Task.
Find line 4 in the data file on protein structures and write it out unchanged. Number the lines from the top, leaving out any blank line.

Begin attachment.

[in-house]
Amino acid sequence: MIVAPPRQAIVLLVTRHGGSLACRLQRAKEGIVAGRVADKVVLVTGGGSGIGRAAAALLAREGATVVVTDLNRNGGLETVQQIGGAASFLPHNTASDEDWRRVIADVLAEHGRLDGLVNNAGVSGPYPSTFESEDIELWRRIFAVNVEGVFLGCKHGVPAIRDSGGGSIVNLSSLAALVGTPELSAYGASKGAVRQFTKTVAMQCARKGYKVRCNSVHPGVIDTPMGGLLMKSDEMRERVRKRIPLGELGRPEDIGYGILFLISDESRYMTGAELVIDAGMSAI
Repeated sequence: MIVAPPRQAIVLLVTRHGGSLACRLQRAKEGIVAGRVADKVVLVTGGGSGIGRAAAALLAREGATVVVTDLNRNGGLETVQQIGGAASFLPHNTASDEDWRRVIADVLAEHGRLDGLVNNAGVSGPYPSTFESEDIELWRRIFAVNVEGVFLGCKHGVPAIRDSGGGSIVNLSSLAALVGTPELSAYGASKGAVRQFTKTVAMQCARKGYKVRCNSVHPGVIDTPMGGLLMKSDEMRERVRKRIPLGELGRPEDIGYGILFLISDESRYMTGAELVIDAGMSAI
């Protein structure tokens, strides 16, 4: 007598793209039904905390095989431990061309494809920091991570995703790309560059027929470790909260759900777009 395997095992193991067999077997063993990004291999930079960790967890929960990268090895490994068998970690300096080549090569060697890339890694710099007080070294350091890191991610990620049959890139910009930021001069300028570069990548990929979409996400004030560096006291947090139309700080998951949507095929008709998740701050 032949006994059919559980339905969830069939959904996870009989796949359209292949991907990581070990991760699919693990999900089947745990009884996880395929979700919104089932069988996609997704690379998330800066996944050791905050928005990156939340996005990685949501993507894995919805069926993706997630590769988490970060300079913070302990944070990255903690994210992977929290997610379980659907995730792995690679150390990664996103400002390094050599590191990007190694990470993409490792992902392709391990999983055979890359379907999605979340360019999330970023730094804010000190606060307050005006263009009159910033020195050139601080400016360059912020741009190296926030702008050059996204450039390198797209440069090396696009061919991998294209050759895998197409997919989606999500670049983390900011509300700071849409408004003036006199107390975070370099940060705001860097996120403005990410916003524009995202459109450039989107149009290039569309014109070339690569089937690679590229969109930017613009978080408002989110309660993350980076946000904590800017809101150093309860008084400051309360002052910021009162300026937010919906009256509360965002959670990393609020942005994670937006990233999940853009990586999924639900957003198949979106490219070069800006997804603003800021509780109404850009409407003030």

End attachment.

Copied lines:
């Protein structure tokens, strides 16, 4: 007598793209039904905390095989431990061309494809920091991570995703790309560059027929470790909260759900777009 395997095992193991067999077997063993990004291999930079960790967890929960990268090895490994068998970690300096080549090569060697890339890694710099007080070294350091890191991610990620049959890139910009930021001069300028570069990548990929979409996400004030560096006291947090139309700080998951949507095929008709998740701050 032949006994059919559980339905969830069939959904996870009989796949359209292949991907990581070990991760699919693990999900089947745990009884996880395929979700919104089932069988996609997704690379998330800066996944050791905050928005990156939340996005990685949501993507894995919805069926993706997630590769988490970060300079913070302990944070990255903690994210992977929290997610379980659907995730792995690679150390990664996103400002390094050599590191990007190694990470993409490792992902392709391990999983055979890359379907999605979340360019999330970023730094804010000190606060307050005006263009009159910033020195050139601080400016360059912020741009190296926030702008050059996204450039390198797209440069090396696009061919991998294209050759895998197409997919989606999500670049983390900011509300700071849409408004003036006199107390975070370099940060705001860097996120403005990410916003524009995202459109450039989107149009290039569309014109070339690569089937690679590229969109930017613009978080408002989110309660993350980076946000904590800017809101150093309860008084400051309360002052910021009162300026937010919906009256509360965002959670990393609020942005994670937006990233999940853009990586999924639900957003198949979106490219070069800006997804603003800021509780109404850009409407003030």